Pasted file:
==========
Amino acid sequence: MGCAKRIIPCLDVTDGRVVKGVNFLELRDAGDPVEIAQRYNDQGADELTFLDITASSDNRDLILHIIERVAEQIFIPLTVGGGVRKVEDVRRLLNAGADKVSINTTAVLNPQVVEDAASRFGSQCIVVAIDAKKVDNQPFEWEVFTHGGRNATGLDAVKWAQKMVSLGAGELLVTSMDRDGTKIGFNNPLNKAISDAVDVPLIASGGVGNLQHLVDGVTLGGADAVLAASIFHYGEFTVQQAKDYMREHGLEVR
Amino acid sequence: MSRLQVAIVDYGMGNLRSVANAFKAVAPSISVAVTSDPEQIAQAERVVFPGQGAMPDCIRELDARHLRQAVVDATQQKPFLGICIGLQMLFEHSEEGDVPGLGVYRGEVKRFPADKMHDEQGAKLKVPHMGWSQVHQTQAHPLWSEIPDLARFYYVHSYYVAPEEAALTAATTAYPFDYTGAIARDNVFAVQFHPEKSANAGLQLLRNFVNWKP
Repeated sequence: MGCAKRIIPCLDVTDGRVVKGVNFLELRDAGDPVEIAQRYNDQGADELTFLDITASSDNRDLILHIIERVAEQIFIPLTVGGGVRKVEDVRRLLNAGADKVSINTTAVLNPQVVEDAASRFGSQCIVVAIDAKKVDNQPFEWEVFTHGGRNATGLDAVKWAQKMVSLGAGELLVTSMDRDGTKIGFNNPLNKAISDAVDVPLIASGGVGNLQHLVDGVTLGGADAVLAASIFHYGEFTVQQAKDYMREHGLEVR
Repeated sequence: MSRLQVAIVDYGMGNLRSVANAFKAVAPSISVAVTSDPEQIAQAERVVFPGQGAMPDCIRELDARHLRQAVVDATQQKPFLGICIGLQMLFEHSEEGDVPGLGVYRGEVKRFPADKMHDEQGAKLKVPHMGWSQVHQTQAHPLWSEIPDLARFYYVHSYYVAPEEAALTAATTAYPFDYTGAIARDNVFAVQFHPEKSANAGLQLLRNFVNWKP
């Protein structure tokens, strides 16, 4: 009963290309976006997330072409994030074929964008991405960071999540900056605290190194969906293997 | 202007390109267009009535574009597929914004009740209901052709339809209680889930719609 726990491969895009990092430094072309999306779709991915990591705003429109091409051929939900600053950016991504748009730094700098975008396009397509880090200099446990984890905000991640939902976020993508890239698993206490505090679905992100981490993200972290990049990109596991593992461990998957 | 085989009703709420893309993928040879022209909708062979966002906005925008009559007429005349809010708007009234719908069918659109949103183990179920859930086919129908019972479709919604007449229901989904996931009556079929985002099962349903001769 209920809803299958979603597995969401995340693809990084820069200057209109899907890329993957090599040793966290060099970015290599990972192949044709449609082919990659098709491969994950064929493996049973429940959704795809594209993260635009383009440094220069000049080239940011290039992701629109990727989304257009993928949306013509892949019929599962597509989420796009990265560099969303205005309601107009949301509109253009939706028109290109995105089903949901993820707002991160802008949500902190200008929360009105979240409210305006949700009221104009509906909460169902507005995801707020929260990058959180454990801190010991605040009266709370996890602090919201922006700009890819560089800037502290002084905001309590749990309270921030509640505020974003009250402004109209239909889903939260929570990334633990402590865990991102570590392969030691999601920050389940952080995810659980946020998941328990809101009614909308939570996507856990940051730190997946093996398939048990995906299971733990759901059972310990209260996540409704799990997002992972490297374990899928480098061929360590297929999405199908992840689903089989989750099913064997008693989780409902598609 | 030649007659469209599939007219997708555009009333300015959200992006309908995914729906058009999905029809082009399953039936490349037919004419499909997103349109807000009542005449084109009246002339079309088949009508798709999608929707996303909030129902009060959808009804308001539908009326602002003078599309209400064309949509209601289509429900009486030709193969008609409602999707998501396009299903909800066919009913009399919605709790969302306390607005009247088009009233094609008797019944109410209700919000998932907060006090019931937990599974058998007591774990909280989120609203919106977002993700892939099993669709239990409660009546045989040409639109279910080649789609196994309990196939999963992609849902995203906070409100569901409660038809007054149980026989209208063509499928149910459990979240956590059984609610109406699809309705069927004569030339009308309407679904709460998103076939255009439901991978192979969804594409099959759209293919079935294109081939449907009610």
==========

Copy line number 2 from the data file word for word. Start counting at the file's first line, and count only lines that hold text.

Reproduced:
Amino acid sequence: MSRLQVAIVDYGMGNLRSVANAFKAVAPSISVAVTSDPEQIAQAERVVFPGQGAMPDCIRELDARHLRQAVVDATQQKPFLGICIGLQMLFEHSEEGDVPGLGVYRGEVKRFPADKMHDEQGAKLKVPHMGWSQVHQTQAHPLWSEIPDLARFYYVHSYYVAPEEAALTAATTAYPFDYTGAIARDNVFAVQFHPEKSANAGLQLLRNFVNWKP